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Insurance will only pay if it is a single occurance such as storm damage... not some slow leak that has happened over a period of time.

As we mentioned before the basement leak is probably a waterproofing issue that is only repairable by digging on the outside. I would be willing to bet that you have no waterproofing where the crawsplace wall meets the full basement wall. Digging only costs you the price of a shovel and your time. I bet you could get a decent estimate from someone in the business if you did the grunt work.
 
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Old 08-25-15, 07:52 PM
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I think it's just raw dirt. Who am I looking for? A basement waterproofing company? Landscaper? Contractor?

In this case, the Sheetrock damage occurred after the storm. How could they deny coverage? They would have to expose the leak then wouldn't they have to resolve it? Or would they not water proof, just replace carpet/Sheetrock?

Thanks for all these comments. This is really helpful
 
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Old 08-26-15, 07:51 AM
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wanted to show the 'damage'... Dont know if its necessary to poke a hole and inspect--or if I should have insurance handle this (based on this thread, seems that insurance isnt going to help, I just want to make sure I dont hose myself)



this is a side view
 
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Old 08-26-15, 08:39 AM
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Basically moisture rewet the joint compound which caused it along with the tape to loose it's bond with the drywall. The fix is fairly easy, you just cut out the loose and retape and mud BUT the source of the moisture needs to be fixed first you'll be back making the repair again. Repeating moisture issues always brings a mold concern.
 
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Old 08-26-15, 11:39 AM
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that is what concerns me. The question is:
  1. Do nothing. See if it gets worse
  2. Just fix the tape/mud once sheetrock dries
  3. Cut an inspection hole out to see if theres mold and/or where the water came from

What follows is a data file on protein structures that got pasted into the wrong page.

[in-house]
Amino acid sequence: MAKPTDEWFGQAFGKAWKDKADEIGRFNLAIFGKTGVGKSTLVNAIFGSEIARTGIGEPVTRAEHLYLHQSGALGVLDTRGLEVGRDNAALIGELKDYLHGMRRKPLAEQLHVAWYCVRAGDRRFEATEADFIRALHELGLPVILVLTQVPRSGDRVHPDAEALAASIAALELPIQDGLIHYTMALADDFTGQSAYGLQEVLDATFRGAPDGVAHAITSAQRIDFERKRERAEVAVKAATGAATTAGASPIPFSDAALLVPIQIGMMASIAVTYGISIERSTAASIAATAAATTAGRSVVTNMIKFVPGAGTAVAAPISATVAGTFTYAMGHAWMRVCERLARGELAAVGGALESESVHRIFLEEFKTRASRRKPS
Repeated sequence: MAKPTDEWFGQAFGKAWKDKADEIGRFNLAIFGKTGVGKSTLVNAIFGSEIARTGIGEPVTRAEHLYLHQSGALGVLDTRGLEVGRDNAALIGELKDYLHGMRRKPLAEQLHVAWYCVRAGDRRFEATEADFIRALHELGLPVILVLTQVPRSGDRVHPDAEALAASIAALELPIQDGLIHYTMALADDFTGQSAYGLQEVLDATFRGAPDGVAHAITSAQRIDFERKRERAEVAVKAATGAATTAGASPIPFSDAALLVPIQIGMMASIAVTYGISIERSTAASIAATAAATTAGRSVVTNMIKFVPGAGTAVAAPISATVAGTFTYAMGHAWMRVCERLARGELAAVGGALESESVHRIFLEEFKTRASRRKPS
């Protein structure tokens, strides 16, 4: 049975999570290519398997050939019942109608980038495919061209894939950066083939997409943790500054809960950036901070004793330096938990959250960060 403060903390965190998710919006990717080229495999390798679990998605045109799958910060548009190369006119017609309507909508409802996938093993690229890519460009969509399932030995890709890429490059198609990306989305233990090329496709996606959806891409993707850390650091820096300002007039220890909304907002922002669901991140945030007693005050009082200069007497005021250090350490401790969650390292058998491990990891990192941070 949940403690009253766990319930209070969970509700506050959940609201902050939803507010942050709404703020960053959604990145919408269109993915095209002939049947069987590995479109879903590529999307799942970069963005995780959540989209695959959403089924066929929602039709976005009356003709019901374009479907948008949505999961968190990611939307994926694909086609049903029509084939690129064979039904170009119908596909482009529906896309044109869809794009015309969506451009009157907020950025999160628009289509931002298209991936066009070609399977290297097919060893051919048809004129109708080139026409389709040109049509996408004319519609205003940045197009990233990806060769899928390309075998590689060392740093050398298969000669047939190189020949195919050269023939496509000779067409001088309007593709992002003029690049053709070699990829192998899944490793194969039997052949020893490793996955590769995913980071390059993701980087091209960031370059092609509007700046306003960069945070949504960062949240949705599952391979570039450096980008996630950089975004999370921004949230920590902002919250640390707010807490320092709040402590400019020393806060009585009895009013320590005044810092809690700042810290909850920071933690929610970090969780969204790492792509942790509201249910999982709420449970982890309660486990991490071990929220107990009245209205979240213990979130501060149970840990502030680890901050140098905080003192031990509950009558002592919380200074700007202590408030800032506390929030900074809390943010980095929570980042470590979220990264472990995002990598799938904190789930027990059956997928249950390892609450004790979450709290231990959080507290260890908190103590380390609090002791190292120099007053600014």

4. Get a waterproofing company in to inspect
  5. Call insurance company to see what they say

I have an appointment with a waterproofing company tomorrow. I just dont want to be sold something for the sake of keeping them in business. If I have an issue, of course I want to get it addressed. But I have also learned (in the last two years, since owning a SFH) that sometimes you are just spending money for little to no reward (in terms of actaully fixing an real problem).
 
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Old 08-27-15, 03:47 PM
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OK! So the highly-recommended-by-a-friend basement company came by. I liked the guy. Seemed very earnest in what he was saying. Much made sense. Some didnt.

HE recommended doing nothing in the basement. Turns out, we do not have French Drains. If the problem is a once a year or less occurrence, just drying it out should be enough.

If i wanted to address it, he would put in at least two french drains and a 2nd sump. This would be around $3800+

The garage is a different story. Given the complexity of the lot (driveway right against garage... paved to the property line, etc)... he wants to put a french drain in the garage. This, and the sump in the garage and the line to the street would cost $2200.

The problem with this approach, from my perspective, is that the sill plate keeps getting wet. Once the water penetrates the wall, it then gets collected and pumped out.

I called my trusted contractor, and he agreed with me. Suggested that we should take up about a foot around the side of the garage, put a french drain OUTSIDE and gravel on top. Then we would have to jackhammer up the driveway in front of garage door, put in a drain or something that can be driven over, and do the same for about 3 feet of the driveway near the house until we get to dirt/grassy area

this sounds involved. kills me to cut up a perfectly good, two year old driveway